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ISPs forced to store your data from today: Thin end of the wedge

From today, Internet service providers will be forced to store information on your surfing and communication, to turn over to the authorities on request

Internet service providers are legally required to keep data on user habits and usage from today. An EU directive requires all ISPs in the Union to keep records for a year of online communications.

The content of emails or Internet phone calls will not be stored, as the directive is designed to establish only whether there has been contact between suspects. This data is protected by the Regulation of Investigatory Powers Act 2000. A warrant will be required to see the data on connections, but civil liberty campaigners are still concerned that the information will be accessible to other public bodies and local authorities besides the police.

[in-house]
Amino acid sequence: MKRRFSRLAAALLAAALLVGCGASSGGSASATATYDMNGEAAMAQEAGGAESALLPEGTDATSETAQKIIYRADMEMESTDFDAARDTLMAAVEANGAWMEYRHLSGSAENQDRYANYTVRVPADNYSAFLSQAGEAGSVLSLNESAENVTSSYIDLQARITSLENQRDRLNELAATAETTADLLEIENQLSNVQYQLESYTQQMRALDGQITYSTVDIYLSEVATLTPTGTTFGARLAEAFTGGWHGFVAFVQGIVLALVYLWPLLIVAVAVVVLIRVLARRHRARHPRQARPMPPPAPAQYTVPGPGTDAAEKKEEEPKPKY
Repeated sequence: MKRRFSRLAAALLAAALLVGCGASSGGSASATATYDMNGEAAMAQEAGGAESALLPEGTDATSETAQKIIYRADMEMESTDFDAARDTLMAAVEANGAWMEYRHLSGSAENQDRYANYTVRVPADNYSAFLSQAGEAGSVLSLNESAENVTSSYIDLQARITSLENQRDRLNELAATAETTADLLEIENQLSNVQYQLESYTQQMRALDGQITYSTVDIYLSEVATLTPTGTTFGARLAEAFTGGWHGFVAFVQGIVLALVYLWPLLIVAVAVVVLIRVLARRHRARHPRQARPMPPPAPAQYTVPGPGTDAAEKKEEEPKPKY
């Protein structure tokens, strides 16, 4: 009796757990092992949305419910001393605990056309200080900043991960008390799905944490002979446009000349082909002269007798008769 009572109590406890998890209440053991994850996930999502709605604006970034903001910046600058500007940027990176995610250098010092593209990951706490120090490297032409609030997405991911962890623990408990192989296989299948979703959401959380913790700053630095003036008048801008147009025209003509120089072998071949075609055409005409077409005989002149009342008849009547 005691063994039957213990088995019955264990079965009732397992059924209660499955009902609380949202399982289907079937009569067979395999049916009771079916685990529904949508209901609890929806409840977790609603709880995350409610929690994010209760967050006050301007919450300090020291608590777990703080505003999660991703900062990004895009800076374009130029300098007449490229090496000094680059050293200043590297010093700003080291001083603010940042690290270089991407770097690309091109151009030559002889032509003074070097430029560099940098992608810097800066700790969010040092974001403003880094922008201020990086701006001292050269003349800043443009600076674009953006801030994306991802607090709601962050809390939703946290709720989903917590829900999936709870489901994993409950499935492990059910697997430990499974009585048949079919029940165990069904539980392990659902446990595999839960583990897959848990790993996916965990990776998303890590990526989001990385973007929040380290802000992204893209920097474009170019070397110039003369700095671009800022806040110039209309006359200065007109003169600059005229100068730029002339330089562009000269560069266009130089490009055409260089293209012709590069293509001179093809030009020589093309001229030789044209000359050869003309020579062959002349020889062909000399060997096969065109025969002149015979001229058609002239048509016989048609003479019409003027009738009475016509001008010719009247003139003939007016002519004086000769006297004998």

This legislation is precursor to a proposed but long-delayed centralised government database. The government reportedly plans to use such information for data mining, pre-emptively searching for suspicious patterns to identify suspects.

The BBC reports that some governments have grown a pair and stood up to the directive, with Germany mounting a legal challenge and Sweden going one better by simply ignoring it. Our government, however, has bent over backwards to embrace the measure, and agreed to reimburse ISPs on the cost. That's right, folks, not only are we being spied on but we're paying £46m for the privilege over the next eight years. Have your say in the comments -- that is, if you don't mind the government knowing all about it for 12 months.